How to take care of your garden properly

1. Reduce Lawn Size

Many years ago, we decided that we would rather spend our free time enjoying the little backyard sanctuary that we had created instead of toiling at the weekly ritual of cutting and maintaining a lawn. We began whittling away the lawn by replacing the grass with islands of multi-purpose trees, shrubs, ground cover and mulch. We were always careful to make gentle curves, so that the grass could be cut without having to back up the mower. We also used hardy ground covers and ferns in areas under trees. Pretty soon instead of taking hours, mowing time was reduced to an hour or so and we did not have to water or fertilize, because the grass that we left was in the "right" place for it to grow.

2. Catch, Conserve and Use Water On-Site

The old folks used to say that rainwater did magic on the plants and I agree. There is nothing like rain water to really get your garden growing. So why do we let it run off of our property before it has a chance to soak in?

Rain gardens, swales, French drains and rain barrels or cisterns are inexpensive ways to harness and control rain water. For areas of your rain gutters where a spout won't work, try attractive and decorative rain chains, combined with other control methods. You can even make your own rain chain from easy-to-find materials. By keeping storm water on-site, you not only benefit from the precious rain, but you help to alleviate flooding down stream and help to keep harmful contaminants out of the aquatic food chain.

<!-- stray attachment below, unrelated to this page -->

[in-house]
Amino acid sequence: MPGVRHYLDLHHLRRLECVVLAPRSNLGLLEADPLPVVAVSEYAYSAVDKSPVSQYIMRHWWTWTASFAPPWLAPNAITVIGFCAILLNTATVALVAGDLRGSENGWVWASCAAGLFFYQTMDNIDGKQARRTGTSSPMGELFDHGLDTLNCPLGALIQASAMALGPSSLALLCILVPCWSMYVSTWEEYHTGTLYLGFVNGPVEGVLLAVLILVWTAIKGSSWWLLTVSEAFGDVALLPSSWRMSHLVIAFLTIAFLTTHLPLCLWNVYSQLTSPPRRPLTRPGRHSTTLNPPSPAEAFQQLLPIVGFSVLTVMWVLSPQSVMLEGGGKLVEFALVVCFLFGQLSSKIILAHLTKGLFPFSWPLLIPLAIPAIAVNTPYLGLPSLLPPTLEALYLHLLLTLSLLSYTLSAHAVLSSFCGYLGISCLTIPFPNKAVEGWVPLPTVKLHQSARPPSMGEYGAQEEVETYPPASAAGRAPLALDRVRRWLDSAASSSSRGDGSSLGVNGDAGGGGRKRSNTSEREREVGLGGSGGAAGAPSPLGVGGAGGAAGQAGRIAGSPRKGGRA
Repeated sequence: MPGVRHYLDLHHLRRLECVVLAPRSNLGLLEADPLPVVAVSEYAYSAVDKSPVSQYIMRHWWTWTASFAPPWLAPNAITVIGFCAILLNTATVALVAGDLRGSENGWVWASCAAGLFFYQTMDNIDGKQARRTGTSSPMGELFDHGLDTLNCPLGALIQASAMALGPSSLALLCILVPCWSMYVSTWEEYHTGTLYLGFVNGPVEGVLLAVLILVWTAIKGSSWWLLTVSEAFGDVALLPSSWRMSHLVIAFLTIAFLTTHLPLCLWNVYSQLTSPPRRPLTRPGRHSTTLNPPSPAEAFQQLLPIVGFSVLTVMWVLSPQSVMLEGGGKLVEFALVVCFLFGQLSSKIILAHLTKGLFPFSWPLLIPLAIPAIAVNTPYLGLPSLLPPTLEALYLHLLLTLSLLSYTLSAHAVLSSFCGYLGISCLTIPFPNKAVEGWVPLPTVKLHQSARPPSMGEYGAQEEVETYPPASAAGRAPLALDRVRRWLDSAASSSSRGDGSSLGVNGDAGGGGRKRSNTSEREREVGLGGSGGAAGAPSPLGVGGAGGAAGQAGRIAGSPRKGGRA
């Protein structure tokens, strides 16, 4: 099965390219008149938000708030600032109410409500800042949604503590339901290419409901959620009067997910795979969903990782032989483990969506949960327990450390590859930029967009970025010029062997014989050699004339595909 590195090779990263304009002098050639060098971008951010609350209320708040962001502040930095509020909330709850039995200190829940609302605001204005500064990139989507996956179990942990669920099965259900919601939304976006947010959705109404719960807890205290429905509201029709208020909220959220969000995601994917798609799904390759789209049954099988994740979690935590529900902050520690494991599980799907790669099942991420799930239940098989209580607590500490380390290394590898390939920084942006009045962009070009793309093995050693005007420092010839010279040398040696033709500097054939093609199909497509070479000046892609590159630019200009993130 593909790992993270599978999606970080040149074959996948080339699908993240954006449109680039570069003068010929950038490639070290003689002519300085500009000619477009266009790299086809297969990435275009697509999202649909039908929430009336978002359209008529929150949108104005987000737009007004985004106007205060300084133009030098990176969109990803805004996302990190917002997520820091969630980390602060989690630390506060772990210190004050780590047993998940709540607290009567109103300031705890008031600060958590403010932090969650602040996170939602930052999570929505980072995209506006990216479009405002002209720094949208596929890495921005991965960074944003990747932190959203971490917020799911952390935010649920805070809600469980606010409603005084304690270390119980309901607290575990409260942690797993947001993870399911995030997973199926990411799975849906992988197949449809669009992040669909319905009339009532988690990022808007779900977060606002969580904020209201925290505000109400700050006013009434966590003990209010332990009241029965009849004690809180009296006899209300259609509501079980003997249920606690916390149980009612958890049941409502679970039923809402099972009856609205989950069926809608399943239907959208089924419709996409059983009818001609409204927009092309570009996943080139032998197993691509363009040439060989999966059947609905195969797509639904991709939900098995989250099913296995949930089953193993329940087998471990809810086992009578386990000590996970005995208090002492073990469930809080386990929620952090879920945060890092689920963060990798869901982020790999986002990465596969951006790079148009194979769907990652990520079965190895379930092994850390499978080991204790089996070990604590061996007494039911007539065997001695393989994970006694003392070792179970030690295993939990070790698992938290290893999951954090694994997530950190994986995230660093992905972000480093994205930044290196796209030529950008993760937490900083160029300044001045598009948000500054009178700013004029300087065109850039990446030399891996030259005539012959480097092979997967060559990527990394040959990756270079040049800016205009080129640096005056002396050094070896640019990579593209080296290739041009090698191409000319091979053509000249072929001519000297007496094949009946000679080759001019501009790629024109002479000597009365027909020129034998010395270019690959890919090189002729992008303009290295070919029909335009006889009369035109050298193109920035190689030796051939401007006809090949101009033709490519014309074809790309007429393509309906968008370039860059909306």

3. Make a Compost Pile

Using non-meat kitchen scraps and other excess plant materials to make rich black soil is something that all gardeners should do. Instead of putting leaves and grass clippings on the curb to go in the landfill, it makes so much more sense to put them into a compost pile or do sheet composting in the garden. Compost piles are easy to make or you can buy ready made ones.

If you don't have many trees, then just go through your neighborhood the day before the trash is picked up and collect the nicely bagged bounty that the neighbors put out.

Another good composting option is worm composting. By adding red wiggler worms to your compost pile or setting up a separate worm bin, you will have even richer soil than with regular composting methods.